We wondered how those accolades aligned with our own readers’ preferences, so we polled our Book Club newsletter subscribers about their favorite audiobooks of the past year. Here are their top 10 picks, in alphabetical order.
“Anxious People,” by Fredrik Backman, narrated by Marin Ireland
This funny, poignant novel, by the author of “A Man Called Ove,” takes advantage of Ireland’s impeccable comic timing with the story of a bank robber who accidentally takes a group of wacky people hostage during an apartment open house.
“Caste: The Origins of Our Discontents,” written and narrated by Isabel Wilkerson
Wilkerson, a Pulitzer winner and author of “The Warmth of Other Suns,” narrates her own story here — a detailed examination that compares America’s racial hierarchy to the rigid caste systems in India and Nazi Germany.
“Deacon King Kong,” by James McBride, narrated by Dominic Hoffman
The popularity of McBride’s novel was assured with the one-two punch of an Oprah Book Club pick and a spot on Barack Obama’s list of favorite 2020 books. (“Caste,” incidentally, got the same treatment.) The book is set in a New York housing project during the 1960s, where an elderly man jump-starts the plot by shooting a drug kingpin.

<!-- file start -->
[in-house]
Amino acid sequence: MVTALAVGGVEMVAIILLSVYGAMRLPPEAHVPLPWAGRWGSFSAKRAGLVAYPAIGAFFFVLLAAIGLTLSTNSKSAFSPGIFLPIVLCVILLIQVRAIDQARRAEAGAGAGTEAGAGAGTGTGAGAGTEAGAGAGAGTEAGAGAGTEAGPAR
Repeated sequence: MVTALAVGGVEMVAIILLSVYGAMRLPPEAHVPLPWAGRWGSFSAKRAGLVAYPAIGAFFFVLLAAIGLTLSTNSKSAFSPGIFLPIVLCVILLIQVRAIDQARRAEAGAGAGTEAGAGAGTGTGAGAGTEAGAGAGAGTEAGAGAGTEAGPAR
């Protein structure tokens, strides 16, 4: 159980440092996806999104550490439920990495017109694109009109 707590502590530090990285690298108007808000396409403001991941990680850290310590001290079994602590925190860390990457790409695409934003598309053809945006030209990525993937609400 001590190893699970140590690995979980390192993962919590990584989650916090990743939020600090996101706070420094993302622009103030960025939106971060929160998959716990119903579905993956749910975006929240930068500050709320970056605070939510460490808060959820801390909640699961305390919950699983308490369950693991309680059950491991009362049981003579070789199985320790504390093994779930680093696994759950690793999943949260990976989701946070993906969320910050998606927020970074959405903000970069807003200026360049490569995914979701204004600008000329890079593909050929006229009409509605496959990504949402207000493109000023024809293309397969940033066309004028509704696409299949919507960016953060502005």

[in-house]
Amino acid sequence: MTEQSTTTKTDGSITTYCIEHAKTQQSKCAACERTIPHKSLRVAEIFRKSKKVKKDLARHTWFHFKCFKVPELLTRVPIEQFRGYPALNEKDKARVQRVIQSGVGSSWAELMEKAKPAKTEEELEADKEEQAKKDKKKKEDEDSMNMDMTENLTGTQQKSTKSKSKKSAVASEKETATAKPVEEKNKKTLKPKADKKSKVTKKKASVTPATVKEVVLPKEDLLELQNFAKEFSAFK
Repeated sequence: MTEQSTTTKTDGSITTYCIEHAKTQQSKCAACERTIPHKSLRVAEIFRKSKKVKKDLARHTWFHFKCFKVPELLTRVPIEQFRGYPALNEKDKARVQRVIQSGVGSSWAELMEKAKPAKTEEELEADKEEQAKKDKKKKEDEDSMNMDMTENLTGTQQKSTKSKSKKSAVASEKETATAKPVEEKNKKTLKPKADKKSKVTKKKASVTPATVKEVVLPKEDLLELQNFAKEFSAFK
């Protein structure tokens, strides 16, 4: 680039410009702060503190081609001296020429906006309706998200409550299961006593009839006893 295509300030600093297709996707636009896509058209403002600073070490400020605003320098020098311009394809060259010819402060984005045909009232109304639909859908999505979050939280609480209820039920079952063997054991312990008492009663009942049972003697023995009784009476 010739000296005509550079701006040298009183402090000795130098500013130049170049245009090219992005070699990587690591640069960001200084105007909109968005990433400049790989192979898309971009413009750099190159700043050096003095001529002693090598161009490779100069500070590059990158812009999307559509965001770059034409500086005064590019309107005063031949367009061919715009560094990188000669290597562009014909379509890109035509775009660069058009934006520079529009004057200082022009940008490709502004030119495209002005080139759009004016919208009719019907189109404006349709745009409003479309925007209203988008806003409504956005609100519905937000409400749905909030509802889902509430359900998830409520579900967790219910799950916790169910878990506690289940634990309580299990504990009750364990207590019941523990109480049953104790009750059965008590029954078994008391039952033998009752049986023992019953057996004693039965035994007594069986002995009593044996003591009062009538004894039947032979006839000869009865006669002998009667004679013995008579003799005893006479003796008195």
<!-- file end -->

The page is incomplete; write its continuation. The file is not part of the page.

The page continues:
By far the most popular pick from our readers was this historical novel about the death of Shakespeare’s only son. The novel, which was one of The Post’s 10 best books of 2020, recently won the National Book Critics Circle Award for fiction.
“The Invisible Life of Addie LaRue,” by V.E. Schwab, narrated by Julia Whelan
Whelan — a fan favorite who won an Audie in 2019 for her narration of Tara Westover’s “Educated” — brings her talent to Schwab’s story of a woman who makes a deal with the devil in the 1700s to avoid getting married and winds up, centuries later, questioning that decision.
While this is a 2021 release — so not eligible for an Audie Award until next year — we had to include it because of the large number of recommendations. The new novel by Ishiguro, a Nobel Prize winner, concerns a robot who begins caring for a sickly girl.
“The Midnight Library,” by Matt Haig, narrated by Carey Mulligan
Mulligan is up for an Academy Award for “Promising Young Woman,” but she’s already a winner with our readers, who enjoyed her rendition of Haig’s novel about a woman who attempts suicide and finds herself able to relive different versions of her life had she made other choices.
Part horror novel, part social commentary, Jones’s book follows a group of Native American friends haunted — literally — by killing a pregnant elk years earlier.
“Tokyo Ueno Station,” by Yu Miri, narrated by Johnny Heller
The winner of the 2020 National Book Award for translated literature is a ghost story, of sorts, about a dead man haunting a railway station and looking back at his tortured life.
Stephanie Merry is editor of Book World.